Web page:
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A man of many words. Profane, profound, loyal to a fault and a right rat bastard. I love the finer things in life: expensive cigars, cheap women and all the salted, cured meats I can eat. A friend to dogs, lover of humanity and despiser of people. If I were King the world would be a better place, because, well...I would be King! Oh, and I like ice cream.

Friday, May 19, 2006


There's this rural village a couple hours southeast of MEF that lies smack in the middle of the elephant corridor. That means it is ground zero for the human-elephant conflict in Sri Lanka. People encroach on elephant habitat in order to grow rice and other crops to support their families. Elephants encroach back. Elephants get killed. People get killed.

MEF has made a committment to these people to try to alleviate the conflict so both species can live, thrive and survive. We visited Habarana as part of MEF's mission.

As we pulled up my thoughts were on the obvious poverty here. It seemed these people had nothing. I was wrong.

We bought food and candy for the kids. The food was taken by the local women to prepare a meal for the volunteers. Homes were modest. Concrete floors. They had water available via a pump outside the house. Windows, but of course, no glass. Pictures cut from magazines decorated the insides of the homes. There was a local power grid, so electricity was available.

MEF provided bells to be hung from a tree outside the home in order to ward off wandering elephants and to warn the neighbors. Look closely. You can just see one in the upper right half of the picture.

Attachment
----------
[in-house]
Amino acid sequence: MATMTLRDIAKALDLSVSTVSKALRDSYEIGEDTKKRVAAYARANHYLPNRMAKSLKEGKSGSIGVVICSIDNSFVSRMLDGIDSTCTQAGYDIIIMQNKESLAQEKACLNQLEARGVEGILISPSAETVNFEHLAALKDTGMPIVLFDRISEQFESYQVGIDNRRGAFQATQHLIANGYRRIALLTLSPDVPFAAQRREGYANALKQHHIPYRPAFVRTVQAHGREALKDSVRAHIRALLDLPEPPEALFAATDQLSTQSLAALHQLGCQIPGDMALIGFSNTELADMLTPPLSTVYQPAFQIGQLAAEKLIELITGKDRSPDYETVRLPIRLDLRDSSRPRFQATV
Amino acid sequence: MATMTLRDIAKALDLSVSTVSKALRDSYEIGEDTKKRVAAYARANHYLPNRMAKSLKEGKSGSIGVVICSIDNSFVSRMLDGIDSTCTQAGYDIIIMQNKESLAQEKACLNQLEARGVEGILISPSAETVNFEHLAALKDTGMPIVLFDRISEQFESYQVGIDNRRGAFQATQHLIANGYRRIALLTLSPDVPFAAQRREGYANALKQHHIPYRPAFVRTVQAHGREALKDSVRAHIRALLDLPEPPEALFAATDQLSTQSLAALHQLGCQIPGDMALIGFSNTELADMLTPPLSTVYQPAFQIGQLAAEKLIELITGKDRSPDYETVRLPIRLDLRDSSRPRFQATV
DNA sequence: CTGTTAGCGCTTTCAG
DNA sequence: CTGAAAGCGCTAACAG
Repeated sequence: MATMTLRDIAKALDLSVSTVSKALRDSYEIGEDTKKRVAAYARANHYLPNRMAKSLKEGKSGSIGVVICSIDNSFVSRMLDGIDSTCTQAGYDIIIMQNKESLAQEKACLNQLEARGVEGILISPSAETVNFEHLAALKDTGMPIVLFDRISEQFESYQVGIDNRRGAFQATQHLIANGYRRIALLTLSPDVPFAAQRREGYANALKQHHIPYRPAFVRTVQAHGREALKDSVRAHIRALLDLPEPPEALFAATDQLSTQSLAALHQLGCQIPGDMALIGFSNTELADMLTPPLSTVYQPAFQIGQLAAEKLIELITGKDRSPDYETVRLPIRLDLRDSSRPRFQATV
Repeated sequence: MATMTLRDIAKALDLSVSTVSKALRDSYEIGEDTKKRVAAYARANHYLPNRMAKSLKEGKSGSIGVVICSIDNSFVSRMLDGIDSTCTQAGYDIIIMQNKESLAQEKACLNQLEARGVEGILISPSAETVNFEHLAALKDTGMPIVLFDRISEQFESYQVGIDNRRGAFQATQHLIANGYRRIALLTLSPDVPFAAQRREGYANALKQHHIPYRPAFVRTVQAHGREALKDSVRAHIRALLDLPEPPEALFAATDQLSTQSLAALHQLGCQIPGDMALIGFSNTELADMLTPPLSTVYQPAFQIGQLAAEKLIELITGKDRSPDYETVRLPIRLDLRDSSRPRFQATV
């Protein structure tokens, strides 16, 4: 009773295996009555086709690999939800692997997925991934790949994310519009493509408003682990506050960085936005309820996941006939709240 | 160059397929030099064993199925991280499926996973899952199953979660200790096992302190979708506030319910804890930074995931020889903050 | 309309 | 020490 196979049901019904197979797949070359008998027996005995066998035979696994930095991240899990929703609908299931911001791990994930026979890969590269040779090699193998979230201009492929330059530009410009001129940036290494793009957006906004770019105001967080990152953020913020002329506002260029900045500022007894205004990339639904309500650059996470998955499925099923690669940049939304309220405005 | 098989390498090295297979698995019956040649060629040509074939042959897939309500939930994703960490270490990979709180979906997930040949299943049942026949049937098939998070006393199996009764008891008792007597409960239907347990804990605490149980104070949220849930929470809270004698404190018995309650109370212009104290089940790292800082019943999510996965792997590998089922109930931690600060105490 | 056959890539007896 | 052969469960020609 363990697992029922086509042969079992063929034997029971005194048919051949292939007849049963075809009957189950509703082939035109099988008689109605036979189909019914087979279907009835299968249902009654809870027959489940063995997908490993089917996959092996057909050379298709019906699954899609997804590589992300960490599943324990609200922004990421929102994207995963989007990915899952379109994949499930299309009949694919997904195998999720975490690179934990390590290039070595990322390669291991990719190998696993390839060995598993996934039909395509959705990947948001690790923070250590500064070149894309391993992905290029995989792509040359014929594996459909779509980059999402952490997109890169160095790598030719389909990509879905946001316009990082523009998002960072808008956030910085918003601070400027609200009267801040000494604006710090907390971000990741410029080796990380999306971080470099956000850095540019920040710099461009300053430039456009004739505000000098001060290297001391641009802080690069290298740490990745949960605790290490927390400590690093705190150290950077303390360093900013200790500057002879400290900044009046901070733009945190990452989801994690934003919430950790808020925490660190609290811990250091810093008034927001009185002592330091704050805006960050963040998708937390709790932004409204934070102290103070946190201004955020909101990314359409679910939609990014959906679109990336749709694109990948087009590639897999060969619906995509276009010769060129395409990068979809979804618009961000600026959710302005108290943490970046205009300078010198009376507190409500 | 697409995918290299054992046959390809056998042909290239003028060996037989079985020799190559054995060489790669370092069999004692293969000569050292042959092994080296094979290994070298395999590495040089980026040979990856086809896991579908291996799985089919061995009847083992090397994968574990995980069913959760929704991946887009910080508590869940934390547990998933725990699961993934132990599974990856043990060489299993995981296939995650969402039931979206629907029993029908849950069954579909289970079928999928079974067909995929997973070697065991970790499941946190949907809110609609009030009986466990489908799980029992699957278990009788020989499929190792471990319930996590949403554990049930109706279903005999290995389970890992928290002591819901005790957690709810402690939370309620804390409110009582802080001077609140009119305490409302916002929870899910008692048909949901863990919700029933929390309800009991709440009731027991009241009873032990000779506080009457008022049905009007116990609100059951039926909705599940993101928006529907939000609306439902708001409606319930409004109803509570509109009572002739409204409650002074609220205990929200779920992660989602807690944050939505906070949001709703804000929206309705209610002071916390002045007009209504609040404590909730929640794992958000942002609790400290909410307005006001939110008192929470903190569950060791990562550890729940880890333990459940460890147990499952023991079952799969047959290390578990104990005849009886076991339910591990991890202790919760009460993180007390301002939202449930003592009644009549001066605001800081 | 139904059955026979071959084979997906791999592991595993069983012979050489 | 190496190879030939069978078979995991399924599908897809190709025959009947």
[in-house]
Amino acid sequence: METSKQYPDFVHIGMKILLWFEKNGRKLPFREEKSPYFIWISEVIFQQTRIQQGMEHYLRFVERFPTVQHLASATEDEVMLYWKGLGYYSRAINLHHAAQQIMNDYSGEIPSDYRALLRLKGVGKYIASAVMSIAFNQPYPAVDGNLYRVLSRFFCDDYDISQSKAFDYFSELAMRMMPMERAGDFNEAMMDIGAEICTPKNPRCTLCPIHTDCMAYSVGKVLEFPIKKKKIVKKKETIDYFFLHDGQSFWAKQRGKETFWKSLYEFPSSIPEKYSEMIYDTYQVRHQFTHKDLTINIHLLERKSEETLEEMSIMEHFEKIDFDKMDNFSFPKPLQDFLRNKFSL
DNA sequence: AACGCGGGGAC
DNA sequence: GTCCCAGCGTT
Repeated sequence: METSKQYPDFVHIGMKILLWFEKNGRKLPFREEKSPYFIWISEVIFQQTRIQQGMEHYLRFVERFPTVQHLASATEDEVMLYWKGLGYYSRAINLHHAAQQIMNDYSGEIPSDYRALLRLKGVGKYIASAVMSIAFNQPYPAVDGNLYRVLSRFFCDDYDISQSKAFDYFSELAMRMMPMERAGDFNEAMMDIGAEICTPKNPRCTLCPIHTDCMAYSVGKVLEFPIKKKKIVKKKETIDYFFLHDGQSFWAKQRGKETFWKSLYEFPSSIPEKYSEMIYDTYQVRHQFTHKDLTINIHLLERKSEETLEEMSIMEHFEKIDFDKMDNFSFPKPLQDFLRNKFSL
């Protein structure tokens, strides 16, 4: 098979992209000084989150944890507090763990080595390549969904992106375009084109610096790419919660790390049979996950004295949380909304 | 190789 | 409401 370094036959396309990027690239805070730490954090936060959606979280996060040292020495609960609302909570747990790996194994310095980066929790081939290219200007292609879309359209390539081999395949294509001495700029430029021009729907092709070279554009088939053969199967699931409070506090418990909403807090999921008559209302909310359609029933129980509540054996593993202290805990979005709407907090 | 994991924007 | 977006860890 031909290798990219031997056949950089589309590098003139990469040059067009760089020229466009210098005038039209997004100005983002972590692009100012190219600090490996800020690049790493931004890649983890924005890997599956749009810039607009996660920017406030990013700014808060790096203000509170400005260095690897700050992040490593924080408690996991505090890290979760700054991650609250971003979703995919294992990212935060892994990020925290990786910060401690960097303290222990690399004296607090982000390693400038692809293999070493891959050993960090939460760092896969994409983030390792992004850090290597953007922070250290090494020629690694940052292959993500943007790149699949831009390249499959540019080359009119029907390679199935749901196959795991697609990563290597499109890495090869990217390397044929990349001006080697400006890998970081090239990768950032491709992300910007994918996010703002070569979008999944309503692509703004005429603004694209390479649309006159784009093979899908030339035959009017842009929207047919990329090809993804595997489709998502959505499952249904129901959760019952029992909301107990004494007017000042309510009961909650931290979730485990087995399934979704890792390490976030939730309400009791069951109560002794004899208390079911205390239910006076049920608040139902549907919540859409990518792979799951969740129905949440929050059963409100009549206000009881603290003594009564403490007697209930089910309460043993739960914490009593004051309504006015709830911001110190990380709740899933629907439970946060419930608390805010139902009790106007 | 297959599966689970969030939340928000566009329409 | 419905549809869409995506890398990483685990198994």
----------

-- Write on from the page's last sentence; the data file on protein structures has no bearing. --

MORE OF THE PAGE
The villagers proudly led us to their Montessori school.

Dirt floor. Roughed out wooden desks. They couldn't afford an actual blackboard, so they used a sheet of plywood painted black. But, they were proud of what they had. MEF had brought some bags of cement for the floor, but they weren't enough. I kicked in enough for the rest of the floor. Maybe $20.

In the end my initial impressions were wrong. Sure, by our standards, they would seem to be poor. But, they were happy and healthy. The kids were fit, curious and energetic. The locals were fairly self-sufficient. They didn't seek handouts, but were grateful for the assistance. It turns out they actually grew crops for sale rather than consumption. This means there was an outside source of income.

They valued education, even for the girls, which is a huge deal in developing countries. When the females receive education they are more likely to enter the workforce at some level than to be married off at 14 with six kids by 18. With the new source of income they are able to save and improve the family's quality of life. Also, with education women tend to have smaller families, which in a generation or so leads to less need for more land to grow crops. Smaller croplands can mean less intrusion on elephant habitat, smaller, healthier, more educated families. It's happened before in other countries and is happening now in many (see India).

So that was Habarana.

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